Dealing with the COVID-19 pandemic has been, above all, about people. From all the people working in the healthcare sector, who have willingly put themselves in harm’s way, to the people who have kept essential services running, we owe them all a tremendous thanks – today more than ever.
Additionally, the pandemic has hit companies, forcing them to respond to, cope with, and look beyond the crisis. Together with our customers and partners, we can shape the next normal.
At SAP, we understand that in these extraordinarily difficult times, we have an opportunity and duty to demonstrate the power of our corporate purpose to help the world run better and improve people’s lives.
The Pandemic Runs in Waves, So Does Business
The COVID-19 pandemic has gone through phases, each of which is characterized by a different set of needs and requirements that have impacted our employees, partners, and customers. While we can put 2020 under the theme “new normal,” we are now in a transition phase toward the “next normal.” We learn as we go and can build on this experience to be prepared for future disruptions.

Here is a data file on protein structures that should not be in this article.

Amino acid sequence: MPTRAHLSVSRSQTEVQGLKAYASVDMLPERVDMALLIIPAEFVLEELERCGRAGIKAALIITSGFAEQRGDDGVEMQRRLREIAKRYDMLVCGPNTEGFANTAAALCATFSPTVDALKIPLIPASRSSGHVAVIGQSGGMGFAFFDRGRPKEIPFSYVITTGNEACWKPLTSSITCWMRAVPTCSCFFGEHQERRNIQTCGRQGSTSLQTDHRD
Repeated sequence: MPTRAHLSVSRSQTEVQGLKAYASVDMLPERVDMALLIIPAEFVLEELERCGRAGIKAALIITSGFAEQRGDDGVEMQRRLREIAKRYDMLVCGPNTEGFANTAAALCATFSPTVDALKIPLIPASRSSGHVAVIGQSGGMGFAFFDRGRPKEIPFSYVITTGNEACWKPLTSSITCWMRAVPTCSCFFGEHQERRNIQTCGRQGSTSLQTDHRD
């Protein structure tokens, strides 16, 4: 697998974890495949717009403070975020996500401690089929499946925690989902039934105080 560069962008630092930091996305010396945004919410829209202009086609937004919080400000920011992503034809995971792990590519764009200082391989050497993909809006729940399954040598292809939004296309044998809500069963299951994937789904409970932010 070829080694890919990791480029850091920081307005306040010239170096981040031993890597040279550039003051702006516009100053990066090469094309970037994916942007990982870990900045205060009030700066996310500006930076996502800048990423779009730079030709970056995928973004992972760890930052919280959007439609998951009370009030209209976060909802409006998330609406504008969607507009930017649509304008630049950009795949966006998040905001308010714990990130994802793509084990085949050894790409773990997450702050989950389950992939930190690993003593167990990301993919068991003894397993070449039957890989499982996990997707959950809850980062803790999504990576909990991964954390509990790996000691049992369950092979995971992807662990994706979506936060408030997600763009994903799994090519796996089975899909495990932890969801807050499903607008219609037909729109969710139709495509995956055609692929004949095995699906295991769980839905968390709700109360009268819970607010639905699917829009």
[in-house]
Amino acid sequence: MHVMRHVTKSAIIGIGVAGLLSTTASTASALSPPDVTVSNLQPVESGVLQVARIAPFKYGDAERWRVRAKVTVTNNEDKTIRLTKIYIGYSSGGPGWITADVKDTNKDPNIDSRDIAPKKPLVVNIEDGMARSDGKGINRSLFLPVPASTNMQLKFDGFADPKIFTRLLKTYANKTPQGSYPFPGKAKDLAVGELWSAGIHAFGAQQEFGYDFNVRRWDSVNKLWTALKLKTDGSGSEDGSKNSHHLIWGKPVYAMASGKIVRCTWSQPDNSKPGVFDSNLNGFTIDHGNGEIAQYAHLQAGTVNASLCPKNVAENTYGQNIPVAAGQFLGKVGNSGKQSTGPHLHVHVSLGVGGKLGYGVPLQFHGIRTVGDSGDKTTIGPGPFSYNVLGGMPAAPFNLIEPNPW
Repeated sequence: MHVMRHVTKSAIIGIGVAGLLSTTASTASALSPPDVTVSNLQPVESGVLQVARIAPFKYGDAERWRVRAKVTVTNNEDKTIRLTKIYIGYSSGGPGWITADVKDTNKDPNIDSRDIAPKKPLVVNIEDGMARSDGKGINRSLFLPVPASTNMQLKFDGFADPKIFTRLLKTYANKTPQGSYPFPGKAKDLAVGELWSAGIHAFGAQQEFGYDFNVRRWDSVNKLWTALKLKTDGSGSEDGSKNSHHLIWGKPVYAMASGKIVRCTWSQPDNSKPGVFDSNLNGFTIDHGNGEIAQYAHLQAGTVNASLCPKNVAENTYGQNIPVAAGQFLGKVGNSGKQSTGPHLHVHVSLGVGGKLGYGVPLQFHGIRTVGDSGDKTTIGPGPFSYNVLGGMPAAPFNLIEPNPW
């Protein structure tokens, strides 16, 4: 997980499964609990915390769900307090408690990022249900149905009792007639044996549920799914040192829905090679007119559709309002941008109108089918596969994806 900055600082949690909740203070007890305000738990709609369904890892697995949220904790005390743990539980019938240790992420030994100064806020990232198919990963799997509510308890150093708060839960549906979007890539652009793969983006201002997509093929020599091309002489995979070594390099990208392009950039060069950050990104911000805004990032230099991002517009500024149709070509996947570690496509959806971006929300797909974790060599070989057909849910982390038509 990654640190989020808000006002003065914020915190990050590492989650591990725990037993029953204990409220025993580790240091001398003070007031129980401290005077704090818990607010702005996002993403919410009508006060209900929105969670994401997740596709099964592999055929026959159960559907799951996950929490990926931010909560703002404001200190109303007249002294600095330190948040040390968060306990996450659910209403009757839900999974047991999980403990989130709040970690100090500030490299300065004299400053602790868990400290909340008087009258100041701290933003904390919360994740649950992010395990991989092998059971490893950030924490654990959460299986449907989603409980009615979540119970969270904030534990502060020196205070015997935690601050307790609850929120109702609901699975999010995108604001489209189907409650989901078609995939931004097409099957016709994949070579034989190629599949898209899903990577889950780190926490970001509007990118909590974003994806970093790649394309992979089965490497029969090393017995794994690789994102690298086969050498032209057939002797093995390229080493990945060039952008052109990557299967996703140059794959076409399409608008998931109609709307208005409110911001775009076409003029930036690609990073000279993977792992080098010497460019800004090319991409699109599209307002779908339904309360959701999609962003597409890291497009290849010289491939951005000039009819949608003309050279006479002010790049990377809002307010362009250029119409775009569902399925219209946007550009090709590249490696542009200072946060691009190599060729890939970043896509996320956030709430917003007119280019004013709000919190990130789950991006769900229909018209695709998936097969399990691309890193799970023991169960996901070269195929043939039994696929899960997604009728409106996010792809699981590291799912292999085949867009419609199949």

Wave 1: Responding to the Crisis and Human Impact
The first phase, corresponding to the new challenges, involved reacting to the most urgent needs. Last year in June, I shared how we set SAP up to help our customers grapple with the immediate impact of the pandemic and meet the changing demands of their employees and customers — for example, with 80 top priority legal changes within less than 50 days. Uncertain times require agility and flexibility. SAP CEO Christian Klein just explained that resilience starts with people.
Among SAP customers, the first to be affected by the pandemic were businesses whose supply chains depended on components manufactured in COVID-19 hotspots, and those that experienced sudden swings in demand or supply. Examples include providers of personal protective equipment (PPE), certain consumer product makers, and manufacturers of office equipment. Additionally, customers adapted their production to produce and provide PPE, such as facial masks, to cover the increased demand.
That is why last year, SAP opened access to software, including SAP Ariba Discovery and SAP Integrated Business Planning for Supply Chain, for 90 days and free to anyone. These products help to make procurement processes more transparent, predict demand shifts, and deal with the dynamics caused through supply chain disruptions and the domino effects they have. Customers with agile supply chains, including those facilitated by Ariba Network, were able to switch suppliers quickly and keep critical production lines running. Here are some examples:
- Cascades, which recycles and repurposes fibers for packaging and tissue products, used SAP Integrated Business Planning for Supply Chain to better predict shifts in demand, increase flexibility by moving from weekly to daily planning, and improve response times by prioritizing essential packaging products during the pandemic.